|Written by Greg Ruland|
|Saturday, 29 October 2011 00:00|
Five people wet themselves trying to make it through the haunted house operated by the Zellner family in 2010. About 20 others couldn’t complete the tour, Justin Zellner said with more than a little pride.
For the past three years, the Zellners have invented new and innovative ways to terrify people during the week leading up to Halloween at a haunted house constructed for their own personal enjoyment.
“We’re twisted people,” Zellner said with a laugh.
“Part of the joy of it is watching people freak out,” said Rose Zellner, the family matriarch. “It’s great when you hear people scream at the places they’re supposed to scream. You know you’re doing something right.”
“We don’t use a scream sound track in our haunted house,” Justin Zellner said. “We don’t need it.”
This year, the Zellners are scaring people for a good cause. Money raised from their haunted house at the old Masonic Lodge above Old Town will go to the Immaculate Conception Catholic Church Youth Ministry.
“Proceeds go to establish a retreat scholarship fund for our teens who can’t afford to attend retreats and other events on their own,” Youth Minister Justin Hammons said.
Some of the money will be used to send members of the church’s youth group to the 2013 World Youth Day in Rio de Janeiro, Brazil, Hammons said.
Around 50 volunteers, including more than 20 members of the Zellner family, will ultimately donate more than 1,000 hours to remodel the interior of the lodge into a house of horrors at 770 N. Verde Heights Drive and to staff it.
Much of the equipment, lights, props and costumes at this year’s haunted house were paid for out of the family’s personal bank accounts and from money raised during Halloweens past.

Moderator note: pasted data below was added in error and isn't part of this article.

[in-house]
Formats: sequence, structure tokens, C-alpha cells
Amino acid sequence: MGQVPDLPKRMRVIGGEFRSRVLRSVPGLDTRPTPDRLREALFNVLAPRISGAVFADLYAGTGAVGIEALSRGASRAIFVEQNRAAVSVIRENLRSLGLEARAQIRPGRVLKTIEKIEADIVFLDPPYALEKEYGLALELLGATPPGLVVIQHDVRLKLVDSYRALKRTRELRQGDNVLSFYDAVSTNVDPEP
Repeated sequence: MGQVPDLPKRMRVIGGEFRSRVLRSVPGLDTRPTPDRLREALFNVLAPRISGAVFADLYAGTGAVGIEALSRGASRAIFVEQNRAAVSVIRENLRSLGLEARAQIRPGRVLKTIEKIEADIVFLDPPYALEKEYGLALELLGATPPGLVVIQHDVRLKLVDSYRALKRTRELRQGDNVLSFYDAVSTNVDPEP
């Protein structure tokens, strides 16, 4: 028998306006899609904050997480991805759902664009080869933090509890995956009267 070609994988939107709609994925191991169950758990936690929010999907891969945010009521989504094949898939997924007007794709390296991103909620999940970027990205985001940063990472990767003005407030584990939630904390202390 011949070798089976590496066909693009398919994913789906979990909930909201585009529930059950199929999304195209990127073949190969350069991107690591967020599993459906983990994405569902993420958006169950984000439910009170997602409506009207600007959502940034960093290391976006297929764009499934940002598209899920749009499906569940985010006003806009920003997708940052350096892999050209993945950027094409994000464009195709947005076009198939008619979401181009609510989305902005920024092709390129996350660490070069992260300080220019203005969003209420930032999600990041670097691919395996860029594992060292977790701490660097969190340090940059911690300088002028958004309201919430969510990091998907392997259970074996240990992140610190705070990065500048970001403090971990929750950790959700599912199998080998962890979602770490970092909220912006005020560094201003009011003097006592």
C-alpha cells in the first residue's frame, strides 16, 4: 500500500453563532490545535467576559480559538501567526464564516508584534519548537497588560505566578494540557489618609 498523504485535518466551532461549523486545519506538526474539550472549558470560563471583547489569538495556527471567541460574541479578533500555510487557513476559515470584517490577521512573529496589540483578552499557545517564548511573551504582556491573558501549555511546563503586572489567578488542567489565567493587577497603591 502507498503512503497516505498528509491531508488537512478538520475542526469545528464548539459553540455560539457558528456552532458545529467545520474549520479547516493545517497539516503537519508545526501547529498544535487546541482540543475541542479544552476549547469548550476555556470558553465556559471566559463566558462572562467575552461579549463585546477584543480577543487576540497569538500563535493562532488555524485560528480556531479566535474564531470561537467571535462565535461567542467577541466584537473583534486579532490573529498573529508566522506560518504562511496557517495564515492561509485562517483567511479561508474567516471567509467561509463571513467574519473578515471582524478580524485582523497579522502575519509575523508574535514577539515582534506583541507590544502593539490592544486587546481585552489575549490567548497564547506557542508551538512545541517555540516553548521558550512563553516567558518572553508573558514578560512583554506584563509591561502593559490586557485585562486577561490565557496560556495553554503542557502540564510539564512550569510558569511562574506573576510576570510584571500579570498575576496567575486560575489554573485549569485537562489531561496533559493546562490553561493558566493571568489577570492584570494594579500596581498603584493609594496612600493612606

These include a mechanical Hannibal Lecter with muzzle, a demonic Jack in the Box, and a television set from which a decaying Samara crawls as in the 2002 horror film, “The Ring.”
While some of the stops on the tour will be familiar to people who attended in the past, Rose Zellner said she has several new shocking displays for visitors this year, but declined to comment further. Some horrors must remain secret until the right moment, she said.
Few of the attractions were ready for viewing during a tour of the house Thursday, Oct. 20, but the place was frightening nevertheless. A long, dark hall with strobe lights flashing off a fan at one end was disorienting, almost to the point of nausea. Beware of a small, lost child there.
Leatherface from “The Texas Chainsaw Massacre,” werewolves, vampires, zombies, trolls and many more Halloween favorites will be on hand to enhance the haunted house experience.
The full tour, which costs only $2, might take as long as 30 minutes to complete, although some have been known to finish in less than two minutes by fleeing at top speed, Justin Zellner said.
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